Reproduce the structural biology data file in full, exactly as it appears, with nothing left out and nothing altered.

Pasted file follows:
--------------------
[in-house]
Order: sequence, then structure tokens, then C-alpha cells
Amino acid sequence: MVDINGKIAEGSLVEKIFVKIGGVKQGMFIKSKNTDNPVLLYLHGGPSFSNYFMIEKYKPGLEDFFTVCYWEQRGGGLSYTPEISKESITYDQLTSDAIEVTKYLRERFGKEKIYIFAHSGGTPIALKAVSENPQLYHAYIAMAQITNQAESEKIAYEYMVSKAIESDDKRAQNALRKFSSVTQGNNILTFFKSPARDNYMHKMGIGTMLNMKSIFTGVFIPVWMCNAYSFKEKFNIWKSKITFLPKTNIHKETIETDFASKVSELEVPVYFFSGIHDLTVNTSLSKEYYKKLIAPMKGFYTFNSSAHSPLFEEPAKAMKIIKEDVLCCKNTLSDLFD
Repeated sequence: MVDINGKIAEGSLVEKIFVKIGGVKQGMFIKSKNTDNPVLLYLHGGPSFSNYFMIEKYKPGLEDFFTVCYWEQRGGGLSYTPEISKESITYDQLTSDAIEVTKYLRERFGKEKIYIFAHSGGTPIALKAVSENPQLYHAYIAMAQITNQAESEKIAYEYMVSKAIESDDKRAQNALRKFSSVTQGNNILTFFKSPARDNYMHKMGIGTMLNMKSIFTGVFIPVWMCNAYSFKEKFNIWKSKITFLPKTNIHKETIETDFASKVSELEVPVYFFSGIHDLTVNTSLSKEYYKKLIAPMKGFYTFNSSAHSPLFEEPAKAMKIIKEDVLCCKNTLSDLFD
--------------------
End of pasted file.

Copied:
[in-house]
Order: sequence, then structure tokens, then C-alpha cells
Amino acid sequence: MVDINGKIAEGSLVEKIFVKIGGVKQGMFIKSKNTDNPVLLYLHGGPSFSNYFMIEKYKPGLEDFFTVCYWEQRGGGLSYTPEISKESITYDQLTSDAIEVTKYLRERFGKEKIYIFAHSGGTPIALKAVSENPQLYHAYIAMAQITNQAESEKIAYEYMVSKAIESDDKRAQNALRKFSSVTQGNNILTFFKSPARDNYMHKMGIGTMLNMKSIFTGVFIPVWMCNAYSFKEKFNIWKSKITFLPKTNIHKETIETDFASKVSELEVPVYFFSGIHDLTVNTSLSKEYYKKLIAPMKGFYTFNSSAHSPLFEEPAKAMKIIKEDVLCCKNTLSDLFD
Repeated sequence: MVDINGKIAEGSLVEKIFVKIGGVKQGMFIKSKNTDNPVLLYLHGGPSFSNYFMIEKYKPGLEDFFTVCYWEQRGGGLSYTPEISKESITYDQLTSDAIEVTKYLRERFGKEKIYIFAHSGGTPIALKAVSENPQLYHAYIAMAQITNQAESEKIAYEYMVSKAIESDDKRAQNALRKFSSVTQGNNILTFFKSPARDNYMHKMGIGTMLNMKSIFTGVFIPVWMCNAYSFKEKFNIWKSKITFLPKTNIHKETIETDFASKVSELEVPVYFFSGIHDLTVNTSLSKEYYKKLIAPMKGFYTFNSSAHSPLFEEPAKAMKIIKEDVLCCKNTLSDLFD